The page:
The Pittsburgh Steelers put a bow on their 2013 season with a victory, but their late-season rally came up just short. It was a heartbreaking way to end such an up-and-down year, but that is why we love football.
Looking back on the season, there are many good players to build on for next season. On the other side of that coin are those players who seemed more like a liability each week.
Time to hand out some final grades for the 2013 season.
All stats provided by NFL.com unless otherwise specified.
Sometimes it doesn't seem like Steelers fans know just how good they have it. Quarterback Ben Roethlisberger had his best overall year in the NFL in 2013.
His 4,261 yards, 64.2 completion percentage and 28 touchdowns to 14 interceptions were outstanding. The rub against Roethlisberger has been when Roethlisberger throws for big yards, the Steelers lose.
Roethlisberger threw for at least 300 yards five times this season, however the Steelers were only 1-4 in those games. None of that changes the fact that Roethlisberger looked more comfortable in the offense than he has in years.
Big Ben was in a position to utilize the no-huddle much more extensively this season, and that really played to his strengths.
Roethlisberger is just 31 years old and is hitting his career arc. If this season is any indication, 2014 could be even better.
It was unfortunate that the Steelers were unable to have running back Le'Veon Bell available for the first three games of the season.
If he'd been able to advance his development that much more, he'd have been able to come even further in his first season.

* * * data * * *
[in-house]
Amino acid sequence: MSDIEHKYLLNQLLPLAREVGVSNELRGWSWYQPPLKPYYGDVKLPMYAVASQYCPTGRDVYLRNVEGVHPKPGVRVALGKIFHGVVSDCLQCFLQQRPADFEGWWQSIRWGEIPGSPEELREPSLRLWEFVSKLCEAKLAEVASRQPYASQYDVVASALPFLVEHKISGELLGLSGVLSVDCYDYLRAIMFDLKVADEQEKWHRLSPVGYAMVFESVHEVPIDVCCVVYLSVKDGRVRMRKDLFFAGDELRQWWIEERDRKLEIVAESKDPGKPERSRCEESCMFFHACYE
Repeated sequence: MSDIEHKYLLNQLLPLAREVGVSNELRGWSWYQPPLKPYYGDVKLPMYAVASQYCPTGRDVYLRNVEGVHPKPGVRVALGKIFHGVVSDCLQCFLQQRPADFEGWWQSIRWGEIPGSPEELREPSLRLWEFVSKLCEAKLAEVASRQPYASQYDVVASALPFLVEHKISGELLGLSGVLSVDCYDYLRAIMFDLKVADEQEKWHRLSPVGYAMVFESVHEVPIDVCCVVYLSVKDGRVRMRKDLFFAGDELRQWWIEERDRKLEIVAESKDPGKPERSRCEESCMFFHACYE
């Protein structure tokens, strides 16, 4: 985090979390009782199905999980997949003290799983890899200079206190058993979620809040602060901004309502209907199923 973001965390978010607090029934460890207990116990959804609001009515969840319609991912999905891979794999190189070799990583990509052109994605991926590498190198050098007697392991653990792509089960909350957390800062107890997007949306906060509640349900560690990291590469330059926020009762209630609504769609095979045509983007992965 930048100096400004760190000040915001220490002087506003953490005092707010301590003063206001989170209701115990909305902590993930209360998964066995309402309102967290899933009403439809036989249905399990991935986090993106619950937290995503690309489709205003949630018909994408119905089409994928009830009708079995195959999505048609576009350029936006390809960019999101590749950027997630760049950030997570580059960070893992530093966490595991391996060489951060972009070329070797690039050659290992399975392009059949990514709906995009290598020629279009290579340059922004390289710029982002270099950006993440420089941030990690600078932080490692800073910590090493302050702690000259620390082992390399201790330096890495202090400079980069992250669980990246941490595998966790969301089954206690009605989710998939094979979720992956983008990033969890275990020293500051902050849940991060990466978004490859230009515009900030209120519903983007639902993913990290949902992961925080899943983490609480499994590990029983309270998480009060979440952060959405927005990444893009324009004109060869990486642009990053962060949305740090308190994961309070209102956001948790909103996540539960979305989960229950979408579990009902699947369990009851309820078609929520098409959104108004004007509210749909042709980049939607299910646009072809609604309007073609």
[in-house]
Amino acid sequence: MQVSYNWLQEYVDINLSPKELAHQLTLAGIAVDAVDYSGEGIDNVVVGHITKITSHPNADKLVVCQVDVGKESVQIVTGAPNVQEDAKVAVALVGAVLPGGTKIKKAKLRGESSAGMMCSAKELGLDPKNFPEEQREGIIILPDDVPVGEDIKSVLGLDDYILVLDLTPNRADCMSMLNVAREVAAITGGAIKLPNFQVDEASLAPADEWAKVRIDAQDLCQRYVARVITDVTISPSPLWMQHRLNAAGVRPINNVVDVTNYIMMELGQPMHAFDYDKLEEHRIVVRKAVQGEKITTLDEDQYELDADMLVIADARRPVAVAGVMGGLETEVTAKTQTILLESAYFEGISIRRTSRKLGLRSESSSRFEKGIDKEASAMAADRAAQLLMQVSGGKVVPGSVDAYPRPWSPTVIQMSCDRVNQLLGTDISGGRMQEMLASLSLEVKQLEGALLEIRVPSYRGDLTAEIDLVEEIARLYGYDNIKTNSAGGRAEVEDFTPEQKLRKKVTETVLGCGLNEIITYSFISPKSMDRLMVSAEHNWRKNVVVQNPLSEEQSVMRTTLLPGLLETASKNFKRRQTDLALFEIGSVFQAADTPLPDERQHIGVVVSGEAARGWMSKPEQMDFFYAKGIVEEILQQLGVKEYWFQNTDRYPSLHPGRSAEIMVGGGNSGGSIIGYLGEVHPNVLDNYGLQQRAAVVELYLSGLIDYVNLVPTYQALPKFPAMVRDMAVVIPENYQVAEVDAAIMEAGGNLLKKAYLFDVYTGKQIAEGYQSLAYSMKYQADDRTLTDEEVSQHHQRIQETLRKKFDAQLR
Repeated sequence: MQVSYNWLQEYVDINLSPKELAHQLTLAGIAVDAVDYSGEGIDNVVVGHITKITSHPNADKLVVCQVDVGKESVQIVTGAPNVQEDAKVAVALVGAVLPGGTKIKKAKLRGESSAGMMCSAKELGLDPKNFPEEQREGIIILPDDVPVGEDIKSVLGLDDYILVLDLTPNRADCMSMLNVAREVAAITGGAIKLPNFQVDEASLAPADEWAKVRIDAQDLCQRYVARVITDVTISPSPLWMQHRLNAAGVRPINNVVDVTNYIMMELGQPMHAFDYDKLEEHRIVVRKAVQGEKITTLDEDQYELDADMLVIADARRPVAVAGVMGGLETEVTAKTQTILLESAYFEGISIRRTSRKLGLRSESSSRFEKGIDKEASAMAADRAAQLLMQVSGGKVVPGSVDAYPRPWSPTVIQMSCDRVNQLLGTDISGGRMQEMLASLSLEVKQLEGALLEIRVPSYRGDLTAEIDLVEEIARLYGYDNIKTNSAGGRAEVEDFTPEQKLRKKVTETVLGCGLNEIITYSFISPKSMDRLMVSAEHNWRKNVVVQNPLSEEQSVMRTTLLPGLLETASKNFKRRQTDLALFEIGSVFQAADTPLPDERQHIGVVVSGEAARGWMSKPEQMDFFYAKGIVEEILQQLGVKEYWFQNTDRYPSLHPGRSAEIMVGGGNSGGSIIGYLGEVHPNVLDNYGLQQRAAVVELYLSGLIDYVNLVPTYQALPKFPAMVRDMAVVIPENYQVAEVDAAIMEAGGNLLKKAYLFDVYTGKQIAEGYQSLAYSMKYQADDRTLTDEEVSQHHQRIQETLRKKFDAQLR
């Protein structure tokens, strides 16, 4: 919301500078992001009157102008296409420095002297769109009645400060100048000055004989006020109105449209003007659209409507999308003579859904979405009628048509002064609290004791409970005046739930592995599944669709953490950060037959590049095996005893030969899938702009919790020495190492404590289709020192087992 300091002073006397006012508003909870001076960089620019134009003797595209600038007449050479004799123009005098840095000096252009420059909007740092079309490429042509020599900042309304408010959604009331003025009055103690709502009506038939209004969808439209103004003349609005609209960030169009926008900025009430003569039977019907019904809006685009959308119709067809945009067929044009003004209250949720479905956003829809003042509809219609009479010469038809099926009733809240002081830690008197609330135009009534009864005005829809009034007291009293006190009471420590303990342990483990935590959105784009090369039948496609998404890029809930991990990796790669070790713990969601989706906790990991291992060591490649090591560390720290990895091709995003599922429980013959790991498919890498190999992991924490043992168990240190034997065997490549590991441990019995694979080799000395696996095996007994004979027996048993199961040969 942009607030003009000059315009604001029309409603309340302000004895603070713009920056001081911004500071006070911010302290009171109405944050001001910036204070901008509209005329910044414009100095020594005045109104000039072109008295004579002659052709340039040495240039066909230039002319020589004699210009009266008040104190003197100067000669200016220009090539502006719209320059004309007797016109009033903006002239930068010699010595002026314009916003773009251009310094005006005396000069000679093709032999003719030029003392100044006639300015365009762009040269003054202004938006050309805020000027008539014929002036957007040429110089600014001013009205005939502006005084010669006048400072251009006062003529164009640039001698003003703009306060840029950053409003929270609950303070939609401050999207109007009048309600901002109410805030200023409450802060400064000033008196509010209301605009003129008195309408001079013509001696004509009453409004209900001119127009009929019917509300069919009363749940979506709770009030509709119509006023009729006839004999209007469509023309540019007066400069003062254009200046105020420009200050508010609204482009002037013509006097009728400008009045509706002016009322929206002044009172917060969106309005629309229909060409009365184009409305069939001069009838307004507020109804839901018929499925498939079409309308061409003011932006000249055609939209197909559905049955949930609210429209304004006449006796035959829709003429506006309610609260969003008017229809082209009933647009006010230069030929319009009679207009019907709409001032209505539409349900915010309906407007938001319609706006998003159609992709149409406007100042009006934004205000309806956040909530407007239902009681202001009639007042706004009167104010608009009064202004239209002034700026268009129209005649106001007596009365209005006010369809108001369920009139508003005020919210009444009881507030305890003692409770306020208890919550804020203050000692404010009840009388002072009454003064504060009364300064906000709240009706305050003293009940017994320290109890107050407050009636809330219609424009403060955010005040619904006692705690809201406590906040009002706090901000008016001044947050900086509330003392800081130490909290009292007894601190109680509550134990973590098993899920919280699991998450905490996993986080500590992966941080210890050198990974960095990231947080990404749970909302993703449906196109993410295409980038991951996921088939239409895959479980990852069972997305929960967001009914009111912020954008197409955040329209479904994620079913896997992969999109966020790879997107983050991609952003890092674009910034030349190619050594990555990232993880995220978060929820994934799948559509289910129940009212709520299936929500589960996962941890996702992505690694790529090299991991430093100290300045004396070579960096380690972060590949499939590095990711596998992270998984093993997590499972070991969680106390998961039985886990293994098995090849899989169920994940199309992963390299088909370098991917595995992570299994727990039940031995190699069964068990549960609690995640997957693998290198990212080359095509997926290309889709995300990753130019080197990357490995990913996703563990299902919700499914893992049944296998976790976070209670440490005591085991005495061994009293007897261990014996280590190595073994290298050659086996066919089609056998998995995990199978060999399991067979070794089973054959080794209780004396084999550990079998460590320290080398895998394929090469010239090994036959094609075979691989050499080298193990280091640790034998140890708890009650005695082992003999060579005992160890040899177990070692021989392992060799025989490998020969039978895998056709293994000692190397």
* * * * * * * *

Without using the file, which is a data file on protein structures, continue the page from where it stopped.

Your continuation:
Bell's mix of power and quickness is already elite among NFL backs. Bell showed excellent lateral agility and surprising speed when he took runs to the outside.
Another strength of Bell's game is as a receiver out of the backfield. Bell finished the year with 45 catches. This is made more impressive when you consider just how many weapons Roethlisberger had at his disposal.
As the season progressed, Bell learned better patience and allowed plays to develop much better. This was illustrated by his ability to get tough yards up the middle just by waiting half a beat for the cutback to open up.
Bell's 860 rushing yards on the season and 1,259 yards in 13 games put him among the top in the league in total offense. This gives all Steelers fans great hope for a full season out of Bell next year.
The Steelers utilized a significant number of three-wide sets during the season.
The wide receiver trio of Antonio Brown, Emmanuel Sanders and Jerricho Cotchery became the three-headed monster of the Steelers passing offense.
It seemed that each week either Sanders or Cotchery assumed the role as Roethlisberger's second target. Cotchery was his guy near the goal line with 10 touchdowns and Sanders more of his possession guy.
Both Sanders and Cotchery had their ups and downs over the course of the year. With both entering free agency this offseason, it will be interesting to see if either earned new deals with their solid play.
However, both were just sidekicks to the star of this show in Brown.
After wide receiver Mike Wallace left via free agency, Brown elevated his game to among the very elite in the league. Whether it was a shallow crossing route or a deep post, Brown made plays.